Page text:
The First Battle of Bull Run (the name used by Union forces), also known as the Battle of First Manassas (the name used by Confederate forces), was the first major battle of the American Civil War and was a Confederate victory. The battle was fought on July 21, 1861, in Prince William County, Virginia, just north of the city of Manassas and about 30 miles west-southwest of Washington, D.C. The Union's forces were slow in positioning themselves, allowing Confederate reinforcements time to arrive by rail. Each side had about 18,000 poorly trained and poorly led troops in their first battle. It was a Confederate victory, followed by a disorganized retreat of the Union forces.
Summer of ‘89
General Bib and General Baillie decided to have a go at the recreation of that epic event in American history through war gaming a la H G Wells.
Confederate General Stonewall Bib true to form stood her ground and repulsed the Union attack of General Baillie.
Henry House Hill
As they retreated from their Matthews Hill position, the remainder of Evans's, Bee's, and Bartow's commands received some cover from Capt. John D. Imboden and his battery of four 6-pounder guns, who held off the Union advance while the Confederates attempted to regroup on Henry House Hill. They were met by generals Johnston and Beauregard, who had just arrived from Johnston's headquarters at the M. Lewis Farm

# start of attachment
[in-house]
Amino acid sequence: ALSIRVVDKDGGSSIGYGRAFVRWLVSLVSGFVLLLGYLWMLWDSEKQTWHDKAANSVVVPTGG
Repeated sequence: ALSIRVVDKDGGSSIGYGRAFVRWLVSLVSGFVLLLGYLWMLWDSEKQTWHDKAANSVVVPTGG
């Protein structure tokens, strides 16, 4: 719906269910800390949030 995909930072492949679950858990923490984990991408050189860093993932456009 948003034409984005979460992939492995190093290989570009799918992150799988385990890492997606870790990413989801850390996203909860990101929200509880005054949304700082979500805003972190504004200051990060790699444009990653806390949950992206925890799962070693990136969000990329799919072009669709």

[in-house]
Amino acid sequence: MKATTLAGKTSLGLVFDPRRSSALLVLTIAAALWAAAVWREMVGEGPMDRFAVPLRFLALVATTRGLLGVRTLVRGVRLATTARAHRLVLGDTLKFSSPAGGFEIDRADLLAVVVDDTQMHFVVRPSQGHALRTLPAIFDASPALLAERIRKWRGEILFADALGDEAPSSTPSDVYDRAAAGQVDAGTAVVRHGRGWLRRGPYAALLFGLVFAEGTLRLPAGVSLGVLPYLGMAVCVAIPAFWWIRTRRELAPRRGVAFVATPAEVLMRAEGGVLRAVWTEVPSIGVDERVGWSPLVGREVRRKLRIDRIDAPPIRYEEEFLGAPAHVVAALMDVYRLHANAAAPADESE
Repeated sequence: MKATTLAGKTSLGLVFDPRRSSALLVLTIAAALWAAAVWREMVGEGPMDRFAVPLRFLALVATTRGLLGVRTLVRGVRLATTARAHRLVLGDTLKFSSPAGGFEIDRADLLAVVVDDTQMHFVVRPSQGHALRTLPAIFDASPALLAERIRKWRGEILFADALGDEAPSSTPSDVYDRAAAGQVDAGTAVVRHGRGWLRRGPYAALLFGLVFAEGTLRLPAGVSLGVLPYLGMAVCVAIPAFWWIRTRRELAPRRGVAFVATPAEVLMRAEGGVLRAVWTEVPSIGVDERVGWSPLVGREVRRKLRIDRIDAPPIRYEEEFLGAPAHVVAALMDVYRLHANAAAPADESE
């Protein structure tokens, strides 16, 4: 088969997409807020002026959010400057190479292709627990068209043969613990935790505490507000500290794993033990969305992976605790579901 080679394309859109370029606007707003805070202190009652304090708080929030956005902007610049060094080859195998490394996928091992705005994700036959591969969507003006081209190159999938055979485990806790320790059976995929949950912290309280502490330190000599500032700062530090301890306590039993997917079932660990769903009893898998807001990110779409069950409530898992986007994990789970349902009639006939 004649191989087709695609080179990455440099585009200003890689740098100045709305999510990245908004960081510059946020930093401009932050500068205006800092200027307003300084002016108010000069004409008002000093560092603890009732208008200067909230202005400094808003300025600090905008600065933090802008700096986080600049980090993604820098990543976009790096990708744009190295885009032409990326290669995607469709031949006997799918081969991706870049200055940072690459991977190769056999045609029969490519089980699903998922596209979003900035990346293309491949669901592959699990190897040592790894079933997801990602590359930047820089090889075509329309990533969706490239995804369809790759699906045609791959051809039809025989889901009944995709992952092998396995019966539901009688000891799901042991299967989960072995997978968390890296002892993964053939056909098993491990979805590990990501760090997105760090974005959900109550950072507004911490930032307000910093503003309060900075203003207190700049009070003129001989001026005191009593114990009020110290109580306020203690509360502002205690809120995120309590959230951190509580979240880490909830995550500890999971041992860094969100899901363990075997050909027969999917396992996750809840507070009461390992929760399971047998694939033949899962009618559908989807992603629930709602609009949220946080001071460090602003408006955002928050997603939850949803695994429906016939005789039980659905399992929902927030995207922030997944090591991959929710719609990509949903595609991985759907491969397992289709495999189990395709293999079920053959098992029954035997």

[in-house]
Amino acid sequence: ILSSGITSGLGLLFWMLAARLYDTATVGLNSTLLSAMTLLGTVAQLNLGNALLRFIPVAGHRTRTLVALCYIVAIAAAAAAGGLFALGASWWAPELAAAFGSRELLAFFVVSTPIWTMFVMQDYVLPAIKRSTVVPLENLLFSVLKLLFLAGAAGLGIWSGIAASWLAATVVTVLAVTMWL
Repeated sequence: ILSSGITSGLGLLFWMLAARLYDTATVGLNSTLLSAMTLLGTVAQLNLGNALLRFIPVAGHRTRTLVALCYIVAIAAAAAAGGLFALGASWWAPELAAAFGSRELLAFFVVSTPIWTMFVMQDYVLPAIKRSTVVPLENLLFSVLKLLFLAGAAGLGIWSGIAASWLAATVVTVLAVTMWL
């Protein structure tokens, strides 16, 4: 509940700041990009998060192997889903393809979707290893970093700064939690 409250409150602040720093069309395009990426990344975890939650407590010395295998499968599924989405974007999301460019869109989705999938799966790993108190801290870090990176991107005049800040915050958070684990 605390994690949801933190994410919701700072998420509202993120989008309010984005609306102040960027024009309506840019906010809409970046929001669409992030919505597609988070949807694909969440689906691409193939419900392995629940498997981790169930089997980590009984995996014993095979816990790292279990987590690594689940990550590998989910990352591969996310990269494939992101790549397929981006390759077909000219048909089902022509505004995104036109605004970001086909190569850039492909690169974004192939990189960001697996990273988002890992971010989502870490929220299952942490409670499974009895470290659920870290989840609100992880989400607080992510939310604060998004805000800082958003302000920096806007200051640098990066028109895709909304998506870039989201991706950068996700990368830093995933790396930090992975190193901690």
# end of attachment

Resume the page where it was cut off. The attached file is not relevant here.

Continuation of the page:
The capture of the Union guns turned the tide of battle. Although McDowell had brought 15 regiments into the fight on the hill, outnumbering the Confederates two to one, no more than two were ever engaged simultaneously. Jackson (splayed by General Bib) continued to press his attacks, telling soldiers of the 4th Virginia Infantry, "Reserve your fire until they come within 50 yards! Then fire and give them the bayonet! And when you charge, yell like furies!" For the first time, Union troops heard the disturbing sound of the Rebel yell. At about 4 p.m., the last Union troops were pushed off Henry House Hill by a charge of two regiments from Col. Philip St. George Cocke's brigade.
At the Rebel Yell General Baillie realised that it was time to recreated the “The Great Skedaddle.”
A Confederate victory!
After breakfast we headed out. We got in the car and we drove up to Gettysburg, my dream had come true. It all seemed so familiar and emotional.
We cover 1300 miles, countless historical sites and battlefields (including Manassas above) and toured all the way to Appomattox Court House (below) and then back along the Blue Ridge to Baltimore.
For me it was a journey of a lifetime. I was just a breath away in time and on sacred soil.